A public inquiry into the Grenfell Tower fire, which killed at least 80 people in June, officially opens later.
It will examine the cause and spread of the fire, high-rise regulations, and the actions of the local authority.
The head of the investigation, retired judge Sir Martin Moore-Bick, will give a 45-minute statement which will be watched by residents and victims.
No evidence will be heard on the first day of the hearing, and an interim report is expected by Easter.
The fire started in a fridge freezer and spread quickly through the 24-storey tower block in North Kensington, in the early hours of 14 June.
A BBC investigation found that it took 30 minutes for a high ladder – used to tackle exterior blazes on high-rises building – to reach the site.
In August it was announced that the actions of Kensington and Chelsea Council, which operated the block, were to be examined by the inquiry.
The council was criticised for its immediate response to the fire, which led former leader Nick Paget-Brown to resign.
The full terms of reference for the public inquiry, which have been accepted in full by the prime minister, are:
- The cause and spread of the fire
- The design, construction and refurbishment of Grenfell Tower
- The scope and adequacy of the relevant regulations relating to high-rise buildings
- Whether the relevant legislation and guidance were complied with in the case of Grenfell Tower
- The actions of the local authority and other bodies before the tragedy
- The response of the London Fire Brigade to the fire and the response of central and local government in the aftermath
Miguel Alves, who escaped the fire, said residents wanted justice, and for either people or institutions responsible to be held to account.
“It’s very important for us that they will come out with some outcome, some justice,” he told BBC Breakfast.
“This is a big opportunity for things to be changed in the near future. If we save lives from now, at least it’s something.”
Shah Aghlani, who lost his mother and aunt in the fire, said: “The nightmare continues as it was like the first night.
“We’re desperately seeking a beginning of an end. And hopefully this inquiry would start this beginning of an end.”
The former Court of Appeal judge will deliver his statement from the Grand Connaught Rooms in central London. He will not take questions afterwards.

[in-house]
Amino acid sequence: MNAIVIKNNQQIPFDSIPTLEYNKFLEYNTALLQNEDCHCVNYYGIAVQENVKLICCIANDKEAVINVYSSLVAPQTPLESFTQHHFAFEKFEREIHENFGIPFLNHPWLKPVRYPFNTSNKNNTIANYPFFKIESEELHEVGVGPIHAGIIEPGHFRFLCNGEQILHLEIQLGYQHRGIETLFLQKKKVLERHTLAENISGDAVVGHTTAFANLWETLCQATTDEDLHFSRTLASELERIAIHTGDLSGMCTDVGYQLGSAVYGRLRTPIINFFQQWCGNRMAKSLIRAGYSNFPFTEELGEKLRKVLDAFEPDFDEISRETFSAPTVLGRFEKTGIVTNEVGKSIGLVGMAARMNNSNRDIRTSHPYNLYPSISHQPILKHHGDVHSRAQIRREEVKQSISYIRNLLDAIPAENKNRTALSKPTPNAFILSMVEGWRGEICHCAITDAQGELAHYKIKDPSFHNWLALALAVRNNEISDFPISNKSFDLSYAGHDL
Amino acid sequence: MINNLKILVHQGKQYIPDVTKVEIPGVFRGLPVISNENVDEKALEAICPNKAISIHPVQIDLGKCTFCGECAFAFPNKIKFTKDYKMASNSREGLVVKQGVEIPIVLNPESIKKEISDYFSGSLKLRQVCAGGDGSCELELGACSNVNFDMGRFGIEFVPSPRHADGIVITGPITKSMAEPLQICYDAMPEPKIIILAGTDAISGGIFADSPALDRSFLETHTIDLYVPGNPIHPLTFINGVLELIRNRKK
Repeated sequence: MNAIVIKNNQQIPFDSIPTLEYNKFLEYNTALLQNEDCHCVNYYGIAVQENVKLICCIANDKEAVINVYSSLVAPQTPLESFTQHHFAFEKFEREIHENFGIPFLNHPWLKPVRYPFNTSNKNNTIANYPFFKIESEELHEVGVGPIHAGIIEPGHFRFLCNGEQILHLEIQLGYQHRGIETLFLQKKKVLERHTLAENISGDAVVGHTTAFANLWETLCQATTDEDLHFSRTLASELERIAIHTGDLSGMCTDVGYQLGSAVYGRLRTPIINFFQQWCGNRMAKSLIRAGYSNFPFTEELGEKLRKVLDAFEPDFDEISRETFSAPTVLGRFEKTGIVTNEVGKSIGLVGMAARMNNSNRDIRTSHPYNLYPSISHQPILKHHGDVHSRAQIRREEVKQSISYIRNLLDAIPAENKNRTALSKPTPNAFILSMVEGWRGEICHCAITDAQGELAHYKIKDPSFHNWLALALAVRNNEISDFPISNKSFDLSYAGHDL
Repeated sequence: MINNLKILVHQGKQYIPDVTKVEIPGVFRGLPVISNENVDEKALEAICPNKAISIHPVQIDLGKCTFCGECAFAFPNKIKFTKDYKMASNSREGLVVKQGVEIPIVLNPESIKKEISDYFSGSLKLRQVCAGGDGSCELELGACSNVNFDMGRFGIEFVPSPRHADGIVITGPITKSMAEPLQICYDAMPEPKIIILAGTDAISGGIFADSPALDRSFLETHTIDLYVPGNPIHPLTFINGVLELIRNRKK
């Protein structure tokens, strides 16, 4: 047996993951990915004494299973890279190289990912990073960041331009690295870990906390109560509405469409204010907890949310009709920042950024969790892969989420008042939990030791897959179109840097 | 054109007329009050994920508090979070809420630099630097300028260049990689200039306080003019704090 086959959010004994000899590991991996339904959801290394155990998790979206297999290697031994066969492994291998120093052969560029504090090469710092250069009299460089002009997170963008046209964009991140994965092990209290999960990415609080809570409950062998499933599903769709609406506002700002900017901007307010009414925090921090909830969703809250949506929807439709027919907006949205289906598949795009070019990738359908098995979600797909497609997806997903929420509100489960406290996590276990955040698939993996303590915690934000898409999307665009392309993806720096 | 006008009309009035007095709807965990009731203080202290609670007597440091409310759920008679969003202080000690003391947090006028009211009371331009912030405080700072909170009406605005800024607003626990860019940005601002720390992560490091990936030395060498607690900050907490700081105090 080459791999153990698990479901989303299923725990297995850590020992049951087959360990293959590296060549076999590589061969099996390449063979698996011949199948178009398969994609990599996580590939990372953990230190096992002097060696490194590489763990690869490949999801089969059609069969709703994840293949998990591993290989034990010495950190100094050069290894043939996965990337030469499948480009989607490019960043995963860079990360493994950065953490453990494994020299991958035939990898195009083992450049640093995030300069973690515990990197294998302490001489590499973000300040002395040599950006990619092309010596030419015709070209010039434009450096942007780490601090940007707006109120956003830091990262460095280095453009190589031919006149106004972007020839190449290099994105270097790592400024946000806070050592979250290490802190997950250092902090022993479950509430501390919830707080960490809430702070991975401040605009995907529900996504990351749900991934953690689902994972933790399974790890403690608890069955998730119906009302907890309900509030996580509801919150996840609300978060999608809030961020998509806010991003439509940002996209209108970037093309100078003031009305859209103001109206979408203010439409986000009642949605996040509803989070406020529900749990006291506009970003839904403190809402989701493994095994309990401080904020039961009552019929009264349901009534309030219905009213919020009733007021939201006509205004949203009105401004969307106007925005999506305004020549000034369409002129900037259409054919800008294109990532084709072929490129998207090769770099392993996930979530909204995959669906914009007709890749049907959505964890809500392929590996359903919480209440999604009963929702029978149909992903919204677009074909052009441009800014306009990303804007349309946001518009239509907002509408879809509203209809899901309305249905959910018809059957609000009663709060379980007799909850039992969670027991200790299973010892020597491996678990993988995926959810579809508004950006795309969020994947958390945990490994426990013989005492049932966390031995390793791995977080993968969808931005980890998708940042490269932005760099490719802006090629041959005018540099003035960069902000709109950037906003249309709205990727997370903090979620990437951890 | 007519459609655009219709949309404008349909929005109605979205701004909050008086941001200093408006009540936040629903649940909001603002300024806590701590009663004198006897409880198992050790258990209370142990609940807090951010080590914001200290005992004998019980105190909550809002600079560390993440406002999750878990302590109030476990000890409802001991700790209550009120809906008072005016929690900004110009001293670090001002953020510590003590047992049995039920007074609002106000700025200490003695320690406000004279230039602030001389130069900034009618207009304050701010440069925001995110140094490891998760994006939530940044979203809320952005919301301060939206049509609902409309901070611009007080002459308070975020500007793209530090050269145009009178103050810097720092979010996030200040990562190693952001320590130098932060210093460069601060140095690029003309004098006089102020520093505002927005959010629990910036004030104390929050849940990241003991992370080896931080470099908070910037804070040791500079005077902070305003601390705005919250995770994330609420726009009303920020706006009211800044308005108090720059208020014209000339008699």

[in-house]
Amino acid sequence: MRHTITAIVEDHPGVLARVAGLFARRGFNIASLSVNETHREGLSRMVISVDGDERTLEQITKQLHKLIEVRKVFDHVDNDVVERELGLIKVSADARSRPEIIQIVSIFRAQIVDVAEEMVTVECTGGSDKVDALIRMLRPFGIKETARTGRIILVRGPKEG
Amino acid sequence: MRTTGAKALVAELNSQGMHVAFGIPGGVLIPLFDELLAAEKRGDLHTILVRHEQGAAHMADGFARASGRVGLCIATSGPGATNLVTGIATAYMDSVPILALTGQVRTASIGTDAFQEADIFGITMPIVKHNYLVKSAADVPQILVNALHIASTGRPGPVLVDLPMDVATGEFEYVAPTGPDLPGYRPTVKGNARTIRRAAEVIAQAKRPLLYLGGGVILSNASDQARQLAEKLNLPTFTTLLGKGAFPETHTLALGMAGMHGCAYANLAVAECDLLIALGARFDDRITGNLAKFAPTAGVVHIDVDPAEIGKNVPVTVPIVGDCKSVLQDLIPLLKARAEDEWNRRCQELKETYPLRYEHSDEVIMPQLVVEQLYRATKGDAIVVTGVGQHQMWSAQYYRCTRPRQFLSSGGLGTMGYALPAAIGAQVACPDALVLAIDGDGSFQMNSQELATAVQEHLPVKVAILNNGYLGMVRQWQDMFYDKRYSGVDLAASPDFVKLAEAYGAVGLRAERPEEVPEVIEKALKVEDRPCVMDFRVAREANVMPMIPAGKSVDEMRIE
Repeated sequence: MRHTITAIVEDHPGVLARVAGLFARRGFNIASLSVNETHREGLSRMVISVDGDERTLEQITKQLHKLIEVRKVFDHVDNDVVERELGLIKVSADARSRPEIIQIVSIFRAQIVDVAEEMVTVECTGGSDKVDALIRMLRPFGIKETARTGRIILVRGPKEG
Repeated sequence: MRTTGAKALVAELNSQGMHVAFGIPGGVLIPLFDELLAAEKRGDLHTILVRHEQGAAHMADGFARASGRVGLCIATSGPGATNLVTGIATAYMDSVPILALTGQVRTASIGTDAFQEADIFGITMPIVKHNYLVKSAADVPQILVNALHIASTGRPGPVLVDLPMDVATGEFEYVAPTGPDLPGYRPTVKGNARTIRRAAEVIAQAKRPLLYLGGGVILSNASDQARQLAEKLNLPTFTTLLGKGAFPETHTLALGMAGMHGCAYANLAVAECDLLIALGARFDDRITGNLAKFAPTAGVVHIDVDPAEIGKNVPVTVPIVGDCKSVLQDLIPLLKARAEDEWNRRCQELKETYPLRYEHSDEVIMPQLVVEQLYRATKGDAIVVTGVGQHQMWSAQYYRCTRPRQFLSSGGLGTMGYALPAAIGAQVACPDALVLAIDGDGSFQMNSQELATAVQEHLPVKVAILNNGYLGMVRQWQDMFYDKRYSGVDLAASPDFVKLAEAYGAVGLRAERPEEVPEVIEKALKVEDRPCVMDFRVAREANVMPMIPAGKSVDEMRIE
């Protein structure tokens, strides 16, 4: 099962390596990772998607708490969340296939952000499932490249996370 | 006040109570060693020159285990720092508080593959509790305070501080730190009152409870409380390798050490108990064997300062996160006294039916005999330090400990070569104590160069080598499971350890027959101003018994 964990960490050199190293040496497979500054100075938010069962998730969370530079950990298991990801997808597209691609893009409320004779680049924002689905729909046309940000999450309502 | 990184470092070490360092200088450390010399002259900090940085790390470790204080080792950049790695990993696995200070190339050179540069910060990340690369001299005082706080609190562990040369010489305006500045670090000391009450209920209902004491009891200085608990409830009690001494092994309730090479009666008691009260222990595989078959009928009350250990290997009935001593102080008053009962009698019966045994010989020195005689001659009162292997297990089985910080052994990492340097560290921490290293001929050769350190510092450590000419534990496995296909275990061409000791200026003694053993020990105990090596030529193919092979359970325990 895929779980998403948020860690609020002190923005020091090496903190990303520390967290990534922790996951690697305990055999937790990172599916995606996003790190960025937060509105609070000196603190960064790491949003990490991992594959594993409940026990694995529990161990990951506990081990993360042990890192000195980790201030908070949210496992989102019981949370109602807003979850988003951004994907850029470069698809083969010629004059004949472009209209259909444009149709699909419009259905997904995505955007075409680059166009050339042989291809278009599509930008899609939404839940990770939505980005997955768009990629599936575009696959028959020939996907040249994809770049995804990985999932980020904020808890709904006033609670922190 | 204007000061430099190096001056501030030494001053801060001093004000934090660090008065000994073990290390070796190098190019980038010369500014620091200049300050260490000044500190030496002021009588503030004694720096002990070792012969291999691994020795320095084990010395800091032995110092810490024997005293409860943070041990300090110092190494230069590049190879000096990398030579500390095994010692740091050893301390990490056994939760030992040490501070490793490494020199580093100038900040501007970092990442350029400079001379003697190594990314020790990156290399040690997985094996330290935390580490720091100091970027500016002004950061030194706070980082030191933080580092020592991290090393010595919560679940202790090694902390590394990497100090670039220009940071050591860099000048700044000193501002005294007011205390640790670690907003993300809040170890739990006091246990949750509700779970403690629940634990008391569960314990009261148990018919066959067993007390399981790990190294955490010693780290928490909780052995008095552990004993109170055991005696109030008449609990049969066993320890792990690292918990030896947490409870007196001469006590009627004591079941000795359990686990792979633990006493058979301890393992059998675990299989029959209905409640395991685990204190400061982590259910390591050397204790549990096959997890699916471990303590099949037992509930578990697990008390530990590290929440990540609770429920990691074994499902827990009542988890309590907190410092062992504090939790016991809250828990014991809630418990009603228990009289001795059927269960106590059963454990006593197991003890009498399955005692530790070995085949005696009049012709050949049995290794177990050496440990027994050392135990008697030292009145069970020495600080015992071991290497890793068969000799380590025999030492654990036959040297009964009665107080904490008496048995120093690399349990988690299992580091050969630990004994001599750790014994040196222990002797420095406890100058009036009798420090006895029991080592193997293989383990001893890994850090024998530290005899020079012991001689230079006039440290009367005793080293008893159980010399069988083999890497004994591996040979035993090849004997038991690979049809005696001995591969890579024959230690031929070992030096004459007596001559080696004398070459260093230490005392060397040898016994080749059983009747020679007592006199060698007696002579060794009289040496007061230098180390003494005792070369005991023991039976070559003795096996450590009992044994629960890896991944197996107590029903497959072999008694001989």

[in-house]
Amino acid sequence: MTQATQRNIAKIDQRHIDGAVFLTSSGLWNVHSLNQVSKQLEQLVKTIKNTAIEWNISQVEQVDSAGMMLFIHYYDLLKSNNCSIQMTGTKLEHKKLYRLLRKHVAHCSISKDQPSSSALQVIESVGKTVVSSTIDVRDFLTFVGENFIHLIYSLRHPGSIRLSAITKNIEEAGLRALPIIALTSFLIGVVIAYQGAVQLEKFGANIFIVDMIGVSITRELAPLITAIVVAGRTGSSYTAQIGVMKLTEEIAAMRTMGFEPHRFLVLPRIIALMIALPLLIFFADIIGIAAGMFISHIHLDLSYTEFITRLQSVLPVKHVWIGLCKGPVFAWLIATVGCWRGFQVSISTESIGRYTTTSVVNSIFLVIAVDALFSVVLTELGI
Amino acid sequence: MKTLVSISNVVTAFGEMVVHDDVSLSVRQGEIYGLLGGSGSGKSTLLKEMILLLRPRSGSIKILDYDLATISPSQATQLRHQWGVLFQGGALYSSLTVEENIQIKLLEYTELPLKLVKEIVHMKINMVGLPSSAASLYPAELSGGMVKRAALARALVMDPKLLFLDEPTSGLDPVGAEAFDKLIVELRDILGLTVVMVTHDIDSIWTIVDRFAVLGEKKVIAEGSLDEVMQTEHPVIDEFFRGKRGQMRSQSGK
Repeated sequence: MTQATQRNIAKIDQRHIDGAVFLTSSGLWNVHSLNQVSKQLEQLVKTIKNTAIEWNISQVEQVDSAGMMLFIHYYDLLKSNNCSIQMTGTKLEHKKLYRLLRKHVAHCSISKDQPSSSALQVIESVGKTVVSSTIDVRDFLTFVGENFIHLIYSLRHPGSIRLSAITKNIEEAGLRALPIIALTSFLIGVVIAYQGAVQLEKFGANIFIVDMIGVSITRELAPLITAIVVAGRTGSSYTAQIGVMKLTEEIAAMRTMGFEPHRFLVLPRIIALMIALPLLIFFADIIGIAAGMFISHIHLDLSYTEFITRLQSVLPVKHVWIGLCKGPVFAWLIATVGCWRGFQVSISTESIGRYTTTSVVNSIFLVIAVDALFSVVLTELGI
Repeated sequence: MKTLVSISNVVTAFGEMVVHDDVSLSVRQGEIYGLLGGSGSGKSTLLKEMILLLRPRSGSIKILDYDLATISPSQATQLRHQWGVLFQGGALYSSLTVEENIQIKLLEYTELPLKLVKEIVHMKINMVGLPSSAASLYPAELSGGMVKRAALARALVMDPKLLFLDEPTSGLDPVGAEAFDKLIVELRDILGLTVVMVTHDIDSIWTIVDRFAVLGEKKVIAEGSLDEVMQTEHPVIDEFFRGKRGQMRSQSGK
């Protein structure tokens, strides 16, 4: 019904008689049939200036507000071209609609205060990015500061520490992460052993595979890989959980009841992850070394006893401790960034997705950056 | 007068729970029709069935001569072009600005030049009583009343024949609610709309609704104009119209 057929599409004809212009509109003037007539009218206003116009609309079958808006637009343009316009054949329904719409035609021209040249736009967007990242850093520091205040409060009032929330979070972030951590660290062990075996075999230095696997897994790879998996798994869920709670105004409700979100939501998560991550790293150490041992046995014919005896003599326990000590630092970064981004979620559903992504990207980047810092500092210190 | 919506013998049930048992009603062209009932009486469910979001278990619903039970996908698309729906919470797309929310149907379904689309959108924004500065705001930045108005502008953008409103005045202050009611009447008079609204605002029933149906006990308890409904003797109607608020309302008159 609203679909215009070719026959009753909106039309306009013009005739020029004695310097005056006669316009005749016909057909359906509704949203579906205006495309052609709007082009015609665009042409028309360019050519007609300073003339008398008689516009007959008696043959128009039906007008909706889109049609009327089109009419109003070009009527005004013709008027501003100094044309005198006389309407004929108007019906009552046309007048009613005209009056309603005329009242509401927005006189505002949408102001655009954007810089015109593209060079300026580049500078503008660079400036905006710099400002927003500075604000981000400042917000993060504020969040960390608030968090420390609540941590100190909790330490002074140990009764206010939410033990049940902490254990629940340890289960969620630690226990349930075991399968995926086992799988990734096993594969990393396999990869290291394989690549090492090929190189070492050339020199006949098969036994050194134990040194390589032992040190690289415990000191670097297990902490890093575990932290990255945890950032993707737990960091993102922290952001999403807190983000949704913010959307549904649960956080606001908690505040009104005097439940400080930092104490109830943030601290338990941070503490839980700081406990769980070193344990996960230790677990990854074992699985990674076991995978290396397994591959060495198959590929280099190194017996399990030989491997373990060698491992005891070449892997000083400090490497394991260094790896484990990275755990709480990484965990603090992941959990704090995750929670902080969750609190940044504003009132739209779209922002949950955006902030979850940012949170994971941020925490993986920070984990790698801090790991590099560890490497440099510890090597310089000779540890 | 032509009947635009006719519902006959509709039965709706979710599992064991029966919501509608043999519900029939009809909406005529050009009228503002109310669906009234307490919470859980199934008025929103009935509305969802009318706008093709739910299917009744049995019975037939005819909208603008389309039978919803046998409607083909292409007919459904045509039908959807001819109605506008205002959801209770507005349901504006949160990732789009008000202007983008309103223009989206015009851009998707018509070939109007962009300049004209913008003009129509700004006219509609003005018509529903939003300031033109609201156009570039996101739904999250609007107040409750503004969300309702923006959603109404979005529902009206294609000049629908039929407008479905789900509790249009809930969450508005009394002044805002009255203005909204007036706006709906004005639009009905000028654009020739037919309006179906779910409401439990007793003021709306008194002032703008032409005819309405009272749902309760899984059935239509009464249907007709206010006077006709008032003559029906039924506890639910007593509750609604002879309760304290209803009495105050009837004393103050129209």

Survivors and victims’ families are expected to gather in Notting Hill Methodist Church to watch Sir Martin’s opening statement live on a screen.
A silent march is planned for later on Thursday at the church.
The inquiry has yet to decide which potential witnesses will be granted “core participant status”, which entitles them to see evidence, and suggest lines of questioning.
Since his appointment, there have been calls from some of the survivors for Sir Martin, who was chosen by the prime minister, to stand down.
Labour MP for Kensington Emma Dent Coad said they needed somebody they could trust, not a “technocrat” who lacked “credibility”.
Speaking ahead of the inquiry, she said she was doubtful it would answer the questions: who was accountable, why was the fire “allowed to happen” and are we going to change the funding of social housing?
She also said the inquiry should look at how social tenants are seen by wider society.
“There’s a lot of people who treat social tenants as less than human,” she told BBC Breakfast.
‘Social housing neglect’
Labour’s shadow housing secretary John Healey said he was concerned ministers would use the inquiry as “an excuse” for further delaying urgent action needed to support survivors and to ensure the safety of high-rise tenants across the UK.
He said the inquiry should be addressing “serious questions about the neglect of social housing”, adding Sir Martin should be “free to roam much wider” but that has been “cut off by the prime minister”.
After the tragedy, survivors were told by the prime minister that every person made homeless by the fire would receive an offer of accommodation within three weeks.
Three months on, however, only three of the 196 households who needed rehoming have moved into permanent accommodation offered by the council.
Four are in the process of making their temporary accommodation permanent, but most are still living in hotels.
In the immediate aftermath of the fire, questions were raised about the adequacy of regulations for tower blocks across the UK.
- Grenfell fire chief calls for sprinklers
- Inquiry to examine council actions
Cladding installed on Grenfell Tower in a recent refurbishment has come under scrutiny.
Documents seen by the BBC suggest the cladding was changed to a cheaper, less fire resistant version part way through the building work to save nearly £300,000.
Since the fire, tower blocks with similar cladding and foam insulation across the country have failed new fire tests.
On Wednesday, London Fire Brigade commissioner Dany Cotton said Grenfell Tower was a “turning point” and called for all high-rise council buildings to be retro-fitted with sprinklers, which were not in Grenfell Tower.
A BBC Breakfast investigation which focused on half the UK’s council and housing association-owned tower blocks found just 2% have full sprinkler systems.
Sprinklers have been compulsory in England for buildings over 30m constructed since 2007.
But these regulations were not applied retroactively and therefore did not apply to Grenfell Tower, which was built in 1974.